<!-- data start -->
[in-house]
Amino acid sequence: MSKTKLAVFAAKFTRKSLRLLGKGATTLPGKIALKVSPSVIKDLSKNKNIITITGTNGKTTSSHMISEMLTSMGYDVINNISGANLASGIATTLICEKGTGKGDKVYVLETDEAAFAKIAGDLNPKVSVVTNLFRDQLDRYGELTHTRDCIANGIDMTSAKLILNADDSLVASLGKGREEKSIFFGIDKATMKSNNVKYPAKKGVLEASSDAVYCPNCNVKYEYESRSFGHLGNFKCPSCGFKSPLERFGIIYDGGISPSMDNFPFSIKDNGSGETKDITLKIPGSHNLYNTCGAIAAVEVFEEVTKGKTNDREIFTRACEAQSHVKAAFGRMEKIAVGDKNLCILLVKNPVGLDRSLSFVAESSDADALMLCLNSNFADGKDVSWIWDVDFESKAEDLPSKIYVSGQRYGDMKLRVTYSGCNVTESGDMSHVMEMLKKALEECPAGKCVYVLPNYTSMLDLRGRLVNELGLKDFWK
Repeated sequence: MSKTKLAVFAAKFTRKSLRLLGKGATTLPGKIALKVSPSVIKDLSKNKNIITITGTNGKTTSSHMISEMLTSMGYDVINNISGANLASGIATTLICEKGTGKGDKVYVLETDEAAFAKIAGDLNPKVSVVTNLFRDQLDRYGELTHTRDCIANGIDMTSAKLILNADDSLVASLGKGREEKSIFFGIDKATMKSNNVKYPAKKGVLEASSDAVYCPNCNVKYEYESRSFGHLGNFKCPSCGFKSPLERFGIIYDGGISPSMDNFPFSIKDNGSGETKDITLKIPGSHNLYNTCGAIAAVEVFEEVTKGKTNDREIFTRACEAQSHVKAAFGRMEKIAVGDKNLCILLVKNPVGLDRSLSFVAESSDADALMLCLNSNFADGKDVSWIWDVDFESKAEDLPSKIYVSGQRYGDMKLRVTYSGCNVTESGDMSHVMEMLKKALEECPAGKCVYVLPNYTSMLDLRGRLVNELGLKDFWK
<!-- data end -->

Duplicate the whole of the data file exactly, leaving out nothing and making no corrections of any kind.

[in-house]
Amino acid sequence: MSKTKLAVFAAKFTRKSLRLLGKGATTLPGKIALKVSPSVIKDLSKNKNIITITGTNGKTTSSHMISEMLTSMGYDVINNISGANLASGIATTLICEKGTGKGDKVYVLETDEAAFAKIAGDLNPKVSVVTNLFRDQLDRYGELTHTRDCIANGIDMTSAKLILNADDSLVASLGKGREEKSIFFGIDKATMKSNNVKYPAKKGVLEASSDAVYCPNCNVKYEYESRSFGHLGNFKCPSCGFKSPLERFGIIYDGGISPSMDNFPFSIKDNGSGETKDITLKIPGSHNLYNTCGAIAAVEVFEEVTKGKTNDREIFTRACEAQSHVKAAFGRMEKIAVGDKNLCILLVKNPVGLDRSLSFVAESSDADALMLCLNSNFADGKDVSWIWDVDFESKAEDLPSKIYVSGQRYGDMKLRVTYSGCNVTESGDMSHVMEMLKKALEECPAGKCVYVLPNYTSMLDLRGRLVNELGLKDFWK
Repeated sequence: MSKTKLAVFAAKFTRKSLRLLGKGATTLPGKIALKVSPSVIKDLSKNKNIITITGTNGKTTSSHMISEMLTSMGYDVINNISGANLASGIATTLICEKGTGKGDKVYVLETDEAAFAKIAGDLNPKVSVVTNLFRDQLDRYGELTHTRDCIANGIDMTSAKLILNADDSLVASLGKGREEKSIFFGIDKATMKSNNVKYPAKKGVLEASSDAVYCPNCNVKYEYESRSFGHLGNFKCPSCGFKSPLERFGIIYDGGISPSMDNFPFSIKDNGSGETKDITLKIPGSHNLYNTCGAIAAVEVFEEVTKGKTNDREIFTRACEAQSHVKAAFGRMEKIAVGDKNLCILLVKNPVGLDRSLSFVAESSDADALMLCLNSNFADGKDVSWIWDVDFESKAEDLPSKIYVSGQRYGDMKLRVTYSGCNVTESGDMSHVMEMLKKALEECPAGKCVYVLPNYTSMLDLRGRLVNELGLKDFWK